We only had a week left so we’re given a pack to do for now. We’ve been given materials for next term ‘if necessary’ which I assume would involve some element of online stuff but realistically there’s only so much you can do online for year 1.

NellyBarney Thu 26-Mar-20 23:22:27

Full day face to face teaching via video conference, adopted most of the normal schedule, apart from PE and games of course. My dd likes it more than 'normal' school. They continue with choir practice and individual music lessons via zoom, too.

morethanmeetstheeye Mon 13-Apr-20 22:27:57

Reading through all of this, I think parents need to stop and think about the fact that teachers are very often parents too. What, precisely, are they meant to do with their own children (especially if they are quite young) in order to facilitate this live online learning that private school parents seem to think is their child's right.
I'm a private school teacher and yes, I understand that you're paying fees. However my 18 month old and 4 year old are not going to entertain themselves quietly whilst I provide live lessons for your children. Add into the mix my 8 year old who has ADD and being assessed for autism, plus the fact I am separated and it's impossible and quite frankly a joke. I do not have the usual nursery/school to send them to in order to teach others and the keyworker places were only offered to state school teachers.
I really think people need to think

WhyCantIThinkOfAGoodOne Tue 14-Apr-20 08:31:35

They're not doing online classes but during term time they're sending work and marking it and they're also available to answer questions about it. I don't really want my DC online all day on a zoom lesson. I think those on really work when you have class sizes of 5 or less anyway.

dyscalculicgal96 Tue 14-Apr-20 09:03:25

No I do not use zoom or Skype. I'm a tutor, instead of online classes I contact each parent by email. I say I can answer questions if needed and am happy to recommend resources and pass on links too. My children are more important but I am happy to stop for a hour at lunch and do a short lesson on Facebook only, I think it is safer.

Zoe1417 Tue 14-Apr-20 14:03:43

There are lots of online teaching resources:

Whiterose lessons for maths
Joe wicks workouts for pe
Lots on phonics but one I’ve found really interactive that’s started -youtu.be/Nw6_
Twinkl has tons of resources
Play is also great for fine motor skills and creativity/problem solving!

Zoe1417 Tue 14-Apr-20 14:06:58

There are lots of online teaching resources:

Whiterose lessons for maths
Joe wicks workouts for pe
Lots on phonics but one I’ve found really interactive - youtu.be/EsVPECQJ838
Twinkl has tons of resources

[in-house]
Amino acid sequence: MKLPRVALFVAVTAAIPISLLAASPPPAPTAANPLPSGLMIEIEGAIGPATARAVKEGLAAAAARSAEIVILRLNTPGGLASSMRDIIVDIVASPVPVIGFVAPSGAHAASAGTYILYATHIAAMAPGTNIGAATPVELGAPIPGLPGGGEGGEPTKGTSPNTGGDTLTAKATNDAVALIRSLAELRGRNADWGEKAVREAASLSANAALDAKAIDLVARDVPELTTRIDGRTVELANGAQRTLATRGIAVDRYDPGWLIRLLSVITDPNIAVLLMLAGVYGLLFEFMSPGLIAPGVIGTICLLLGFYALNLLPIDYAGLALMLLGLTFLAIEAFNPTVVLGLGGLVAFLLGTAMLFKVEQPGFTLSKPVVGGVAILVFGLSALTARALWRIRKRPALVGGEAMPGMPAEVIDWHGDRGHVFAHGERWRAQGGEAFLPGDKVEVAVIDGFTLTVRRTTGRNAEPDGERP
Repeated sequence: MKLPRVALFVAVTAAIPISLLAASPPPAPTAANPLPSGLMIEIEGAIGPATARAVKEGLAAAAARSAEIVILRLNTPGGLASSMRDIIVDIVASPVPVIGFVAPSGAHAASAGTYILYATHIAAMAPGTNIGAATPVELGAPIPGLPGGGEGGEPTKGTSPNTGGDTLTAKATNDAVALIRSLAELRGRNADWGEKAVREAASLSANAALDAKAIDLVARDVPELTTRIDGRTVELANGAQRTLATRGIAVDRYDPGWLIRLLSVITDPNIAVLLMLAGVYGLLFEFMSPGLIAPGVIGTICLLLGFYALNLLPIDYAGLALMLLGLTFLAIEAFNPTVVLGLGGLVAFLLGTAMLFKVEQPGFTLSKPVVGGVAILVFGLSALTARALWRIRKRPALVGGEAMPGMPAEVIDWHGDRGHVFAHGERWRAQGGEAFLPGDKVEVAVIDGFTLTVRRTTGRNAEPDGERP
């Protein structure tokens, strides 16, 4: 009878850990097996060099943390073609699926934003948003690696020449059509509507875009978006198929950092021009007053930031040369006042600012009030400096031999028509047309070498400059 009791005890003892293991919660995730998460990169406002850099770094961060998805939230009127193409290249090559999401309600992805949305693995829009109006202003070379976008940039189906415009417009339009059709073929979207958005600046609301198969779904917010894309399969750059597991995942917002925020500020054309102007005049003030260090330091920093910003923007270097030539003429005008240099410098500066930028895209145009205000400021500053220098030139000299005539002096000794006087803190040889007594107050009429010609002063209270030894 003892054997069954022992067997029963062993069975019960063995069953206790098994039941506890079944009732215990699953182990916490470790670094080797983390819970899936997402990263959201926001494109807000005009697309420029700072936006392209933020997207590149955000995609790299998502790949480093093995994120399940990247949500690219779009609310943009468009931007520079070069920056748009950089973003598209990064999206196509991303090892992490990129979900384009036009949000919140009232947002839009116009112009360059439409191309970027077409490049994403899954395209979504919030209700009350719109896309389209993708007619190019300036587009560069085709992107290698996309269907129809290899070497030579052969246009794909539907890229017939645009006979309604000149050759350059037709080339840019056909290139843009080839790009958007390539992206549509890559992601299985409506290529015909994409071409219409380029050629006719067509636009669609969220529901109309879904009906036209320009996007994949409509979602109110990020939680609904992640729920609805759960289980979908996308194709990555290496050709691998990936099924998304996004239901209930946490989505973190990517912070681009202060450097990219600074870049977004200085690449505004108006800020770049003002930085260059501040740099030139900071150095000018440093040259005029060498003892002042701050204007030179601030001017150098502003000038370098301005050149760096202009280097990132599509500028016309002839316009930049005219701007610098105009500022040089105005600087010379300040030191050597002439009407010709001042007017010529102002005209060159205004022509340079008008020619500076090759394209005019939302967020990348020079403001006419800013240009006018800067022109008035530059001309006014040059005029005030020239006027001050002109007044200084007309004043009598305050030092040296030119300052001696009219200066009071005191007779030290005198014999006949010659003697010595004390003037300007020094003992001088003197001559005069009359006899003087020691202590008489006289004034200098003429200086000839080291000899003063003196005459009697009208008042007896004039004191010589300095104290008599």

Play is also great for fine motor skills and creativity/problem solving!

Goldenretrievergirl Sun 26-Apr-20 18:44:04

I’m a prep school teacher and we’ve spent ages working out what will work best for our families. Sadly, there is not one size that fits all. We are aware every family is different:
some have one child, others have four
some only have children at our school whilst others are coping with 2/3/4 different schools remote teaching provision
some have one device whilst others have several
some have printers, others don’t
some have parents working at home
some have dodgy internet access.

It’s endless. We are also very concerned that children don’t spend all day in front of a screen, and we have many families that don’t want their children doing that. We can’t expect a young child to concentrate for long in front of a screen; it’s a totally different environment to being in a classroom. Some families have asked for worksheets only but that is not how we teach and we would be doing our pupils a great disservice if that is all we do.

We opted to ensure all children get at least one live session a day. That means parents aren’t struggling to timetable several in each day for multiple children. If we agree to do 3/4 a day, for families of 3/4 children that would be 9-16 a day! Impossible for families to cope with! We are also offering recorded sessions.

Work is a mixture of online assignments, activities using various online platforms, apps etc and a few worksheets. We are very aware we can’t please every family but are trying to offer a mixture so we cover most expectations. We are setting from 2-4 hours work a day depending on age. If you actually calculate teaching time during a school day, it amounts to around 5 hours a day so we aren’t offering much less for our older ones.

When we’re not doing live sessions, we’re planning and preparing next week’s work, marking, answering numerous queries on email/chat. We are not idle. Many of spend all day on our computers from early morning to evening with little break to ensure we are on hand for parents and pupils and we’re ready for the following week. Opticians are going to rake it in when we go back to school as many teachers will need their eyes checking! We don’t want that for our pupils too.